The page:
Synchronous and Asynchronous Tools Optimizing Online Learning in the English-Speaking Caribbean

Synchronous and Asynchronous Tools Optimizing Online Learning in the English-Speaking Caribbean

Paulette Stewart (The University of the West Indies, Jamaica)
Copyright: © 2016 |Pages: 28
DOI: 10.4018/978-1-4666-9995-3.ch008
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Abstract

This chapter examines the effectiveness of asynchronous and synchronous tools used in the online education program at The University of the West Indies Open Campus which is located in the English-speaking Caribbean. The students are adults who are self-directed, goal-oriented and self-motivated learners and are used to the face-to-face mode of delivery. Developers of online programs have applied these learner characteristics to online learning to facilitate students' success. At first, asynchronous tools such as forums were used to deliver online education at The UWI, Open Campus, but in recent time synchronous tools such as Blackboard Collaborate has emerged and has revolutionized online learning in that they provide more scope for e-tutor and student engagement and teacher immediacy. The blend of both synchronous and asynchronous tools has changed e-tutors' pedagogical practices, and enhanced learning.
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Introduction

The request for higher education at a distance has led many universities to implement online education to meet this growing demand and to expand the market share of the education business community. This paradigmatic shift to online learning changes how learning occurs and is communicated through the use of synchronous and asynchronous educational tools. Through these tools, universities that have campuses across a wide geographic region can deliver online education almost equivalent to the conventional instruction. The University of the West Indies is one such university located in the Caribbean with islands scattered over 3 million square kilometres within the Caribbean Sea. The Leeward and Windward Islands are fairly close in proximity to two campuses of the University of the West Indies—St. Augustine in Trinidad and Tobago and the Cave Hill in Barbados. However, these islands are over 1,600 km from Jamaica, where the Mona campus is located (see Figure 1).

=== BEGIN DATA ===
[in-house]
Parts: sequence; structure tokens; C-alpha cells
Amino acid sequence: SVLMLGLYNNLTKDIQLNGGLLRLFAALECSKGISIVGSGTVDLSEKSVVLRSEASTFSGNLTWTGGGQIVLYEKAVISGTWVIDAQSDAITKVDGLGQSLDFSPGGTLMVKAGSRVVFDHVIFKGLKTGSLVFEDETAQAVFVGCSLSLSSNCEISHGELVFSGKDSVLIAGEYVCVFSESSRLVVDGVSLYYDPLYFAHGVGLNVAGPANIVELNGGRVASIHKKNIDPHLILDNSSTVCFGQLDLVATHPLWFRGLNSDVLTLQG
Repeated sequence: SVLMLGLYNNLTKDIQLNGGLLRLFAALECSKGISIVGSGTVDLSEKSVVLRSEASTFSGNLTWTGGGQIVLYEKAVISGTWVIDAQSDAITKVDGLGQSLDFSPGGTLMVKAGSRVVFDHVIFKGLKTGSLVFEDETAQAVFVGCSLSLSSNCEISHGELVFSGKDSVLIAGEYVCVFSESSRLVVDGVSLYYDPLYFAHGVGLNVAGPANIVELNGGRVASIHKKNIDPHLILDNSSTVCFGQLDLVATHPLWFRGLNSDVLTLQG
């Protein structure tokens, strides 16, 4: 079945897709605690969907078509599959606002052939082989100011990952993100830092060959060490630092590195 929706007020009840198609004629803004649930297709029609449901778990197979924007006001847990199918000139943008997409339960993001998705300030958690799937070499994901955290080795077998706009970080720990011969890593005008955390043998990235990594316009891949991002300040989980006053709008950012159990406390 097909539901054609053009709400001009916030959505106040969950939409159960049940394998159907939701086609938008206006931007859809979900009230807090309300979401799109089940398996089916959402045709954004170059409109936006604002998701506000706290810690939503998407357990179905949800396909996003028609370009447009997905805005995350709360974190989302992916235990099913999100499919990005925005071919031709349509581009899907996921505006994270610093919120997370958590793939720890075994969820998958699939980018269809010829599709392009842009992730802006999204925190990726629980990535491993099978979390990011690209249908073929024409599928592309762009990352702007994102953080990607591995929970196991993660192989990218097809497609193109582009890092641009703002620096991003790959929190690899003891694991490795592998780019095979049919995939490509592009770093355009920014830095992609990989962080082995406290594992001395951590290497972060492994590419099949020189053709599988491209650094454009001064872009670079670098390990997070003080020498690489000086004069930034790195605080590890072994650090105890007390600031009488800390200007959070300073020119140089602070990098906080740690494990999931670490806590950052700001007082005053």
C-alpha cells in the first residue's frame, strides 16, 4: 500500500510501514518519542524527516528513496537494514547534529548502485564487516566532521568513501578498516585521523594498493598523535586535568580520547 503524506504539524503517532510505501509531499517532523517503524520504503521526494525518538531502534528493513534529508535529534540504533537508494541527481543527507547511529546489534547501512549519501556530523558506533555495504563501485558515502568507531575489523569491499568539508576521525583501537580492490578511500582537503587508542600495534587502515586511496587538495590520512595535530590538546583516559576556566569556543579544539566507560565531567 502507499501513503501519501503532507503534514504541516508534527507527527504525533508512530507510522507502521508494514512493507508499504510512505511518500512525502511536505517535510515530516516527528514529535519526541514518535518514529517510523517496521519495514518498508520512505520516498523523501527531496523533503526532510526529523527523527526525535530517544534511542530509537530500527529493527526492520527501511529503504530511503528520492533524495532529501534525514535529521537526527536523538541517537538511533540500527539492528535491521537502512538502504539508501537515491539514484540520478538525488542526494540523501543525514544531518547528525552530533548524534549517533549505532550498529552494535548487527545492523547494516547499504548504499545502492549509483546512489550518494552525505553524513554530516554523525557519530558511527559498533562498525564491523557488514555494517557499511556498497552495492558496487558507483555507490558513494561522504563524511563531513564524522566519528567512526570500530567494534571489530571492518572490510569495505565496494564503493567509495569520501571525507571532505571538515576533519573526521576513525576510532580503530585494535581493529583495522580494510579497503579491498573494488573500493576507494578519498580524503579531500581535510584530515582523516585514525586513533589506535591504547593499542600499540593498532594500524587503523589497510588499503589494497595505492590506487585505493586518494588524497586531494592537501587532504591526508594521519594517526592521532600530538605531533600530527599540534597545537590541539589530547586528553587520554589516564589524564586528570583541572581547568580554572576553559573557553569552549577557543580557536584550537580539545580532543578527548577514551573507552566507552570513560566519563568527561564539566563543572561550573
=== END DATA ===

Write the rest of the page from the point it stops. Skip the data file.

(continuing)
Figure 1.

Map of the Caribbean showing proximity of leeward and windward islands to Jamaica

Travel from these islands to the Mona campus in Jamaica is usually circuitous, costly, lengthy and difficult. These challenges, together with the demand for online learning and the emergence of information technology that supports interactive communication, have given rise to online learning in the region.

The University of the West Indies (UWI) commenced distance education in 1983 through the UWI Distance Teaching Experiment (UWIDITE). The network linked the three campuses of the UWI in Jamaica, Barbados, and Trinidad and Tobago and the Extra Mural Centres in Antigua, Dominica, and St. Lucia. UWIDITE was the first project in the developing world to use telephone audio conferencing as a principal teaching method. Courses were taught utilizing a combination of print material and teleconferences. There were occasional supplements in the form of video or audio tapes, and some local support by way of tutorials or practicum supervision (Lalor & Stahmer, 1987).

UWIDITE came to an end in 2008 when the fourth campus, The UWI Open Campus, was established to better serve the growing distance education community and to improve the administrative efficiency of distance education offerings. The Open Campus is an amalgamation of the previous Office of the Board for Non-Campus Countries and Distance Education (BNNCDE), the School of Continuing Studies (SCS), the UWI Distance Education Centre (UWIDEC), and the Tertiary Level Institutions Unit (Lalor & Marrett, 1986). To date, this campus has 42 physical sites in 17 English-speaking Caribbean countries (UWI Open Campus, 2015), from which it uses synchronous and asynchronous tools to deliver various programmes.

The advancement of media-rich information communication technologies (ICT) has been changing the way online classes are conducted. These technologies are either asynchronous or synchronous. Asynchronous learning takes place virtually but it is delayed because e-tutors and students are not online at the same time. E-tutors or students are engaged in asynchronous activities when they interact in the forum, send e-mails, read threaded discussions, or send text messages. Obasa, Eludire, and Ajao (2013) include e-books in the category of asynchronous tools because they supplement teaching and learning, are static, and do not require interaction. They also include databases because they are repositories of teaching and learning resources. Asynchronous tools are regarded as having a lower level of social presence and therefore require added engagement strategies to create a sense of community and belonging among students.

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